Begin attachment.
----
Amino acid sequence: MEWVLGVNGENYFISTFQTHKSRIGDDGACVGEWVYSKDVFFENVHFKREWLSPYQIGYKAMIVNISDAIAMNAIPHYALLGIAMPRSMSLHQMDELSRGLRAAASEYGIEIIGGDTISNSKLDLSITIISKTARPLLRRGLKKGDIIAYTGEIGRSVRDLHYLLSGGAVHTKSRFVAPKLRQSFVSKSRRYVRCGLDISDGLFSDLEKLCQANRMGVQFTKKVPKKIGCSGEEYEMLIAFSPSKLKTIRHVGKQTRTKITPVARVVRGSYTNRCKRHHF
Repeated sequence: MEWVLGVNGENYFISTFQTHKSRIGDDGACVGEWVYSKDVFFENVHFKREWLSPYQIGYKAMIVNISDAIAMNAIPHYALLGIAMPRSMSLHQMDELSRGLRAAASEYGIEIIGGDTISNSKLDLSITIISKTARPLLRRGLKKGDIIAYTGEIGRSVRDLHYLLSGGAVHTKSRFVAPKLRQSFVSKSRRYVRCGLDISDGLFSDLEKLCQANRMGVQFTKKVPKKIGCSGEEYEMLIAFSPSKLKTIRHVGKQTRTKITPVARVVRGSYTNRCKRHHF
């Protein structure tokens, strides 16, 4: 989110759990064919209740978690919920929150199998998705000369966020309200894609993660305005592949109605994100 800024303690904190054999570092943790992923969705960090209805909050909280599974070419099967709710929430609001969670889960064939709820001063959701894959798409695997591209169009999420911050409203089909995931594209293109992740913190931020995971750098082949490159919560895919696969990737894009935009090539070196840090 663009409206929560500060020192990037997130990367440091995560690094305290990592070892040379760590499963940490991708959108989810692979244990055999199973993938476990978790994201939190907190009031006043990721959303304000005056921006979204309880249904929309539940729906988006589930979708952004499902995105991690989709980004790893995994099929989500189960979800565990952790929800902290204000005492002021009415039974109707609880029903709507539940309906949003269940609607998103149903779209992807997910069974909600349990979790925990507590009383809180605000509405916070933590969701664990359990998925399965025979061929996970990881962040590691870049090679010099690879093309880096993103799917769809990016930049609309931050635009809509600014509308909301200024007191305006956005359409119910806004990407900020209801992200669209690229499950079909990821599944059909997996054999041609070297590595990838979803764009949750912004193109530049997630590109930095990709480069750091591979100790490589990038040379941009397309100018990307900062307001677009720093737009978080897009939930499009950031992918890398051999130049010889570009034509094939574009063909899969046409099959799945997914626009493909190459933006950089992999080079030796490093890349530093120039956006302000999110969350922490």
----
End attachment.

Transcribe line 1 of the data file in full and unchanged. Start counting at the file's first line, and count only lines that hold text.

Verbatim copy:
Amino acid sequence: MEWVLGVNGENYFISTFQTHKSRIGDDGACVGEWVYSKDVFFENVHFKREWLSPYQIGYKAMIVNISDAIAMNAIPHYALLGIAMPRSMSLHQMDELSRGLRAAASEYGIEIIGGDTISNSKLDLSITIISKTARPLLRRGLKKGDIIAYTGEIGRSVRDLHYLLSGGAVHTKSRFVAPKLRQSFVSKSRRYVRCGLDISDGLFSDLEKLCQANRMGVQFTKKVPKKIGCSGEEYEMLIAFSPSKLKTIRHVGKQTRTKITPVARVVRGSYTNRCKRHHF